Next, I would recommend attaching the tray to the drawer. In order to do so, I had to add a 1/4″ filler board behind my drawer panel to bring it out flush with the drawer frame. This can be seen in the image below. I had to wire wheel off some paint and glue the filler board to the raw wood.

Then finally install the entire drawer front, tray, and hinge assembly into the cabinet drawer hole and you should end up with something like the following.

Now you can store sponges, dish scrapers, and alike in this newly found storage location. These are just a few of the things we keep there!

As always if you have any questions or comments post them below or on my YouTube video comments section and I’ll do my best to respond.

I’ve included a few Amazon Links below for the equipment and materials I used. By clicking on any of the links in this article you help support my channel as I earn from qualifying purchases.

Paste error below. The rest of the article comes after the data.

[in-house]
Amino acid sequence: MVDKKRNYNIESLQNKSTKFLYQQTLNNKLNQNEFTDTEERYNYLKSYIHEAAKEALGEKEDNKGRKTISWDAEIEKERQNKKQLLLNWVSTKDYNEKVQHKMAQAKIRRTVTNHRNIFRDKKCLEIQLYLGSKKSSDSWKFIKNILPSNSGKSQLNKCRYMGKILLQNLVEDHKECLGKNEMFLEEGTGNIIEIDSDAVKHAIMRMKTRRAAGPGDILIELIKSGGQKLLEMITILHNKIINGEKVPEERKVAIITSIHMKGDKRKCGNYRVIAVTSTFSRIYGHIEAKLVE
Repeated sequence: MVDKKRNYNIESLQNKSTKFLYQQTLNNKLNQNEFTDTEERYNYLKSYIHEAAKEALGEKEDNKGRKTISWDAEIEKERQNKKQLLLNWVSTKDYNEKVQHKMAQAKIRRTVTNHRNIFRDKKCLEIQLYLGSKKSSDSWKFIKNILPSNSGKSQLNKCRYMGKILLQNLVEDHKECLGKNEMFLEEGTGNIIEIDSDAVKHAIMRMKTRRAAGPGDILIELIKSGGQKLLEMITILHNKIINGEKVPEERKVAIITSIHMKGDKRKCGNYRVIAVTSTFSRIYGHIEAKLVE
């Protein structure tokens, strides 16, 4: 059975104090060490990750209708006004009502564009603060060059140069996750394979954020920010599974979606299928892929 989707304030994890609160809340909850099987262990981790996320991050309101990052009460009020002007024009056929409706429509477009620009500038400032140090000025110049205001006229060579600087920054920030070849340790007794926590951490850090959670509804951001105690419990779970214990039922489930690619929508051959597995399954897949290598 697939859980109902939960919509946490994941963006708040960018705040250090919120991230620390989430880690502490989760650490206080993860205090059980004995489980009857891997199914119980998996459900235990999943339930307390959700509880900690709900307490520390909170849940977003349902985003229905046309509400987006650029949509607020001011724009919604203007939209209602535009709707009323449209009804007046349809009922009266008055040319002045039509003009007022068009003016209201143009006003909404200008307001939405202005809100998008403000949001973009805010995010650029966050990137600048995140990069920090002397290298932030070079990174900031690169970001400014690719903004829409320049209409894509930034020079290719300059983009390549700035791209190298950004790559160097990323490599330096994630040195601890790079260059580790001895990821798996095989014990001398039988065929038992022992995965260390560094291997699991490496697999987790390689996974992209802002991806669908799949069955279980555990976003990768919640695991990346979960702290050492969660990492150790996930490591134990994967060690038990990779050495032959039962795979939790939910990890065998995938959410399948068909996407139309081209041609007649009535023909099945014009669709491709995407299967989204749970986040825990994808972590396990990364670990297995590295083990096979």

You can also help support my Channel by dropping a Tip at https://withkoji.com/@sean.moenkhoff

Equipment and Materials

*Disclaimer: While I attempt to list the equipment I use, some items have been discontinued or have newer models.

I hope you find this video useful and can use some of the tips presented. Feel free to leave any comments, suggestions, or experiences you have had below.

Some of the links in my video description and article above are Amazon Affiliate links. As an Amazon Associate, I earn from qualifying purchases. If you would like to make a different purchase from Amazon, you can also use the storewide link.